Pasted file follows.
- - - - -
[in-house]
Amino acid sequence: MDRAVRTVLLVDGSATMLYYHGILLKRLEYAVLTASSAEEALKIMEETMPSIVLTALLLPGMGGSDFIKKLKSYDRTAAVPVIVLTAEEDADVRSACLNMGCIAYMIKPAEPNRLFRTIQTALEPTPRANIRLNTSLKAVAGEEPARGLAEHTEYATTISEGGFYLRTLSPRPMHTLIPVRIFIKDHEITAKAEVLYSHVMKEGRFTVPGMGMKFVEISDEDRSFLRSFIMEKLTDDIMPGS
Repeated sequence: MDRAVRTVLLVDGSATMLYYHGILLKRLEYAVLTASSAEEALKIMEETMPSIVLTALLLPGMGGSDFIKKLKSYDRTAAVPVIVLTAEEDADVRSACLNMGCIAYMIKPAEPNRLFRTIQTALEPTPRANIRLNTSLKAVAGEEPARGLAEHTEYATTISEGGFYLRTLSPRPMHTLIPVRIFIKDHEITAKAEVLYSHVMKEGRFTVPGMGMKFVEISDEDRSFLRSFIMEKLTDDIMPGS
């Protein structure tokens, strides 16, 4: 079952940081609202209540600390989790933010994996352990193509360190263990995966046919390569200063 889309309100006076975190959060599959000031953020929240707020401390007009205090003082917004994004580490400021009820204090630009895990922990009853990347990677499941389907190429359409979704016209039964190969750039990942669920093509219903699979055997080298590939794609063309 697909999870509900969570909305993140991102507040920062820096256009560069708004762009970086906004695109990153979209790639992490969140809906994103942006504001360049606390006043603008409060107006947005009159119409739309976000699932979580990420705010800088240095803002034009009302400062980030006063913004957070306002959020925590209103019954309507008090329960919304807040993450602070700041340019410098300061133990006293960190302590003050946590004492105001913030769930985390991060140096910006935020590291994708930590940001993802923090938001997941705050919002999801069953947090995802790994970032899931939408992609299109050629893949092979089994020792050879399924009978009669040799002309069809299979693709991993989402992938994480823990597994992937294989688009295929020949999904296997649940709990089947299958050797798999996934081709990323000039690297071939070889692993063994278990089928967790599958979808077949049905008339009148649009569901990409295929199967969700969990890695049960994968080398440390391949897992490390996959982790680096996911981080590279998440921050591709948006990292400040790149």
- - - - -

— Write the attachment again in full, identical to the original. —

[in-house]
Amino acid sequence: MDRAVRTVLLVDGSATMLYYHGILLKRLEYAVLTASSAEEALKIMEETMPSIVLTALLLPGMGGSDFIKKLKSYDRTAAVPVIVLTAEEDADVRSACLNMGCIAYMIKPAEPNRLFRTIQTALEPTPRANIRLNTSLKAVAGEEPARGLAEHTEYATTISEGGFYLRTLSPRPMHTLIPVRIFIKDHEITAKAEVLYSHVMKEGRFTVPGMGMKFVEISDEDRSFLRSFIMEKLTDDIMPGS
Repeated sequence: MDRAVRTVLLVDGSATMLYYHGILLKRLEYAVLTASSAEEALKIMEETMPSIVLTALLLPGMGGSDFIKKLKSYDRTAAVPVIVLTAEEDADVRSACLNMGCIAYMIKPAEPNRLFRTIQTALEPTPRANIRLNTSLKAVAGEEPARGLAEHTEYATTISEGGFYLRTLSPRPMHTLIPVRIFIKDHEITAKAEVLYSHVMKEGRFTVPGMGMKFVEISDEDRSFLRSFIMEKLTDDIMPGS
């Protein structure tokens, strides 16, 4: 079952940081609202209540600390989790933010994996352990193509360190263990995966046919390569200063 889309309100006076975190959060599959000031953020929240707020401390007009205090003082917004994004580490400021009820204090630009895990922990009853990347990677499941389907190429359409979704016209039964190969750039990942669920093509219903699979055997080298590939794609063309 697909999870509900969570909305993140991102507040920062820096256009560069708004762009970086906004695109990153979209790639992490969140809906994103942006504001360049606390006043603008409060107006947005009159119409739309976000699932979580990420705010800088240095803002034009009302400062980030006063913004957070306002959020925590209103019954309507008090329960919304807040993450602070700041340019410098300061133990006293960190302590003050946590004492105001913030769930985390991060140096910006935020590291994708930590940001993802923090938001997941705050919002999801069953947090995802790994970032899931939408992609299109050629893949092979089994020792050879399924009978009669040799002309069809299979693709991993989402992938994480823990597994992937294989688009295929020949999904296997649940709990089947299958050797798999996934081709990323000039690297071939070889692993063994278990089928967790599958979808077949049905008339009148649009569901990409295929199967969700969990890695049960994968080398440390391949897992490390996959982790680096996911981080590279998440921050591709948006990292400040790149």